Do Recent Amendments to Alberta's Municipal Government Act Enable Management of Surface Water Resources and Air Quality?


  • Judy Stewart Research Fellow at the Canadian Institute of Resources Law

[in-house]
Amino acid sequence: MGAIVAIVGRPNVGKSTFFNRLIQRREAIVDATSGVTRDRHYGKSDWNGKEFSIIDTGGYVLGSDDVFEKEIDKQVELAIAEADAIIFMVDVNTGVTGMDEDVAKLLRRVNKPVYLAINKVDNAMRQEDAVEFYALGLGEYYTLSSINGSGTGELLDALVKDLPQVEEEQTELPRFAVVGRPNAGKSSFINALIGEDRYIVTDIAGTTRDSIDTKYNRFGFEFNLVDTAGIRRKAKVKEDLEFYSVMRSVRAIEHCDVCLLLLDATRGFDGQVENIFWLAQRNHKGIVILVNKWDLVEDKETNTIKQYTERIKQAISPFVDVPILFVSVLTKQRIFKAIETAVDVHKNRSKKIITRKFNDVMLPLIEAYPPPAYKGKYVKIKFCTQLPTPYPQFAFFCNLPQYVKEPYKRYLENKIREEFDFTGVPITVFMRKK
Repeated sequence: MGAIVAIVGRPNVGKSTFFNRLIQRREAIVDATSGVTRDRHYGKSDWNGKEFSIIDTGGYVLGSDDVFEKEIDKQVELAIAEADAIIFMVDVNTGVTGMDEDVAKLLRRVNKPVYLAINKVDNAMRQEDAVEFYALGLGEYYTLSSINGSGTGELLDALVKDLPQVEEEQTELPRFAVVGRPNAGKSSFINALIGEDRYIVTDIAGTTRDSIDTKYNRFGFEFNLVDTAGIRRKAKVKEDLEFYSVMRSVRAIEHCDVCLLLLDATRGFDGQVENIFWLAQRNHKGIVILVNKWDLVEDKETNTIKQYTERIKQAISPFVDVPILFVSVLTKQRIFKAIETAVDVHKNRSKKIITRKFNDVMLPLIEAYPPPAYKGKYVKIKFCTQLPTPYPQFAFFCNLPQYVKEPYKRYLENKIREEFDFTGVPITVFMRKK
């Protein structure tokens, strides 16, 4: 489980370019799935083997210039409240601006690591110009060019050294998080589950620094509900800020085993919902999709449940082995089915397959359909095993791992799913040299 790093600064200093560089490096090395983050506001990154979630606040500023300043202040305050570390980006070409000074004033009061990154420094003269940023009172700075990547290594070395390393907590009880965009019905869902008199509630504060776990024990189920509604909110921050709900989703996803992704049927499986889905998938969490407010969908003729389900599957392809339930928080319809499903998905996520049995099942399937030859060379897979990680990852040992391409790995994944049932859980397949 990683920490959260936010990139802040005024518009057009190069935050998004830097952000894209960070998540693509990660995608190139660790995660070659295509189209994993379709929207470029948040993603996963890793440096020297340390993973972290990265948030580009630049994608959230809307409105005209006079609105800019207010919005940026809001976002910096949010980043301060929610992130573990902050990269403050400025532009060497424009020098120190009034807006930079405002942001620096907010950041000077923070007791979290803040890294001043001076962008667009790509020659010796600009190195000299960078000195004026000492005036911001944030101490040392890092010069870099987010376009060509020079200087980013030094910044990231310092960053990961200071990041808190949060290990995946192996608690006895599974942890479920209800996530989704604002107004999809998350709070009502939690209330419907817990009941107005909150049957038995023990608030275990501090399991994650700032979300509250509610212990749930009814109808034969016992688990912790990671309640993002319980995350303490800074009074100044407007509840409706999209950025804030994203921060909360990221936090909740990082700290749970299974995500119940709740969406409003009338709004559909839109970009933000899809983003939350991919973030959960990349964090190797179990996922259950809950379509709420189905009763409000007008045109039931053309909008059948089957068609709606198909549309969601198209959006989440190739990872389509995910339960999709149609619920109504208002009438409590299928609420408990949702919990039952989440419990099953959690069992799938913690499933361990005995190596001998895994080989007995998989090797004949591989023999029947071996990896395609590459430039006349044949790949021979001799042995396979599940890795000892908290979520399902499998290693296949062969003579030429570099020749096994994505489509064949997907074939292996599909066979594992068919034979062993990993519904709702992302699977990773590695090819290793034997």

Since 2015, new provisions have been added to Alberta’s Municipal Government Act (MGA) that arguably authorize municipalities to manage components of the environment, such as surface water resources and air quality at the local and regional geopolitical landscape scales. Since 2013, Part 17.1 enabled voluntary formation of “growth management boards” (GMBs) by two or more participating municipalities, and once appointed by the Minister, GMBs are empowered to create “growth plans” to govern growth-related land use decision-making processes within the boundaries of the participating municipalities. Part 17.1 was amended in 2016 and new regulations followed in 2017. City Charter provisions enacted in 2015 give broad governance powers to cities. MGA provisions that create both these new institutional arrangements do not preclude GMBs or cities from developing municipal environmental management objectives. Recent additional MGA amendments enacted as the Modernized Municipal Government Act (MMGA) in December 2016, and further amendments in the spring of 2017 added a preamble, defined “body of water” for the purposes of the MGA, provided for intermunicipal collaborative governance of land use, and amended the environmental reserve provisions and other regulatory aspects of Part 17: Planning and Development. Two new purposes of municipal government were added: “to work collaboratively with neighbouring municipalities to plan, deliver and fund intermunicipal services,” and “to foster the well-being of the environment.” In this article, amendments to the MGA since 2015 are examined and analyzed in light of Alberta’s regional watershed scale land use policy, legislation, and regulations to determine if Alberta municipalities are now authorized to manage the environment, specifically surface water resources and water quality.